Europeans awarded the Aminoff Prize 2009 for the development of revolutionary programme systems

The Royal Swedish Academy of Sciences (RSAS) has decided to award the Gregori Aminoff Prize in crystallography 2009 to George M. Sheldrick, Georg-August Universität, Göttingen, Germany and Gérard Bricogne, Global Phasing Ltd, Cambridge, United Kingdom

“for their contributions to theoretical development and methodological implementation in crystallography”.

Crystallographic methods are used to determine the positions of the atoms in semiconductors as well as in virus particles. The 2009 year’s laureates have both contributed to make the methods of crystallography more powerful and more generally applicable.

Professor George M. Sheldrick at the Georg-August Universität, Göttingen, Germany, has developed the software package SHELX, which early began to dominate structural determinations of smaller molecules. Through continuous development and enhancement SHELX has today become a powerful and easy-to-use tool within all scientific disciplines that uses structural information – from mineralogy to molecular medicine. Because SHELX is free to use it has had a tremendous impact among researchers worldwide.

Professor Gérard Bricogne at Global Phasing Ltd, United Kingdom, has contributed to the development of crystallographic methods and thus revolutionized the research area for determination of the structure of biological macro molecules. In 1978 he succeeded for the first time to determine virus structures at an atomic scale. Then Gérard Bricogne founded the non-profit company Global Phasing Ltd, which today, free-of-charge, provides researchers with software for crystallographic methods.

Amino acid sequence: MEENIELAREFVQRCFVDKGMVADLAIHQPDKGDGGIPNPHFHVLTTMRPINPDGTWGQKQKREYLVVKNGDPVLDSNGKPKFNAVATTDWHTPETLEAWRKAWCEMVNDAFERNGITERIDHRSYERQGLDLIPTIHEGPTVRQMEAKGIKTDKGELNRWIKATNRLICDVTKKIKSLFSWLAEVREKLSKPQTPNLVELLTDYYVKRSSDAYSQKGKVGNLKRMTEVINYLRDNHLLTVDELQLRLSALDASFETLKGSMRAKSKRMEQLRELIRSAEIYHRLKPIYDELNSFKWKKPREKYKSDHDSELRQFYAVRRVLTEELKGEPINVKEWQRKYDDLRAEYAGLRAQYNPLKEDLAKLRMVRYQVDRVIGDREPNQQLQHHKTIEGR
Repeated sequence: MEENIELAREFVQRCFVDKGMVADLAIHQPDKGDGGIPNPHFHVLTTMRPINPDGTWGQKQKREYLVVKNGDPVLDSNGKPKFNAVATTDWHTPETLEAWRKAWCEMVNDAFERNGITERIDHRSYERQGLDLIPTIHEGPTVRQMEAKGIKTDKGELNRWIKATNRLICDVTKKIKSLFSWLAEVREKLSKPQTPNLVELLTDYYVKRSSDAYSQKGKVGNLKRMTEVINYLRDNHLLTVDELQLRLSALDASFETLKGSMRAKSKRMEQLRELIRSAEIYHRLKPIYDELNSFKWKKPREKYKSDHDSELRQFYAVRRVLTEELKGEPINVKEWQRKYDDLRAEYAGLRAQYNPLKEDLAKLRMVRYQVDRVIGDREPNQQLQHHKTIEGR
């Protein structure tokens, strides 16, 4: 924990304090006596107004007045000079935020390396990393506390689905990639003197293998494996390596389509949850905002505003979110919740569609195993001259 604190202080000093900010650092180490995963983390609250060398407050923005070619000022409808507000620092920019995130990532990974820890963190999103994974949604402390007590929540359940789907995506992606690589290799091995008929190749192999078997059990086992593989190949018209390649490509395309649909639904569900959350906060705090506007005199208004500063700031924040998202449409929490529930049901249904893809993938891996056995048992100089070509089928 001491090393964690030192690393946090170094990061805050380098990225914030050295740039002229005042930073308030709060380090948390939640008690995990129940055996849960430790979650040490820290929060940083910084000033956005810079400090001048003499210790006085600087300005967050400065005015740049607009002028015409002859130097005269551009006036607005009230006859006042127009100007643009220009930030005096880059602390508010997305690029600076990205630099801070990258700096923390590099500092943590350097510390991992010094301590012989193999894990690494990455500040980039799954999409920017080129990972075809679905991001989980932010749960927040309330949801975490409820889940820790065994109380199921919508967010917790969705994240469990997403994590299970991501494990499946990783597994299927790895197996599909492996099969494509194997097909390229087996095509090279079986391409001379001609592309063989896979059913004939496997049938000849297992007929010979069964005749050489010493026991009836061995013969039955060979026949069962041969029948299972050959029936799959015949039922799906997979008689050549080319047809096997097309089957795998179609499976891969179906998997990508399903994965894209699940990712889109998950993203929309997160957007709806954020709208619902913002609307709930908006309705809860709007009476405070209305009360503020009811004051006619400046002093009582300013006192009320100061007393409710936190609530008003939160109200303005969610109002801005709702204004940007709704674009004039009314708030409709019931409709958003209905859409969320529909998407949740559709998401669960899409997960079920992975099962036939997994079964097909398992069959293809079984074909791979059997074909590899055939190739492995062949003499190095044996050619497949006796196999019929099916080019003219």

The Prize is awarded by the Royal Swedish Academy of Sciences at the 31 March, 2009. The Prize amount: SEK 100 000, which is to be equally divided by the two laureates.

George M. Sheldrick, English citizen. Born in 1942 in Huddersfield, UK. PhD in inorganic chemistry in 1966 at Cambridge University. Fellow of the Royal Society in 2001. Since 1978 he is Professor at Georg-August Universität, Göttingen 1978.

Gérard Bricogne, French citizen. Born in 1949 in Aix en Provence, France. PhD at the MRC Laboratory of Molecular Biology, Cambridge, UK. Research director at CNRS, member of the French Academy of Sciences. Honorary doctor at Uppsala University 2005. In 1996 he founded the non-profit company Global Phasing Ltd, Cambridge, England.

The Gregori Aminoff Prize
The Aminoff Prize is intended to reward a documented, individual contribution in the field of crystallography, including areas concerned with the dynamics of the formation and determination of crystal structures. The prize may be awarded either to an individual Swedish or foreign researcher, or to a joint research group of no more than three persons. The Aminoff Prize was awarded for the first time in 1979.

The Royal Swedish Academy of Sciences, founded in 1739, is an independent organization whose overall objective is to promote the sciences and strengthen their influence in society. The Academy takes special responsibility for the natural sciences and mathematics, but endeavours to promote the exchange of ideas between various disciplines.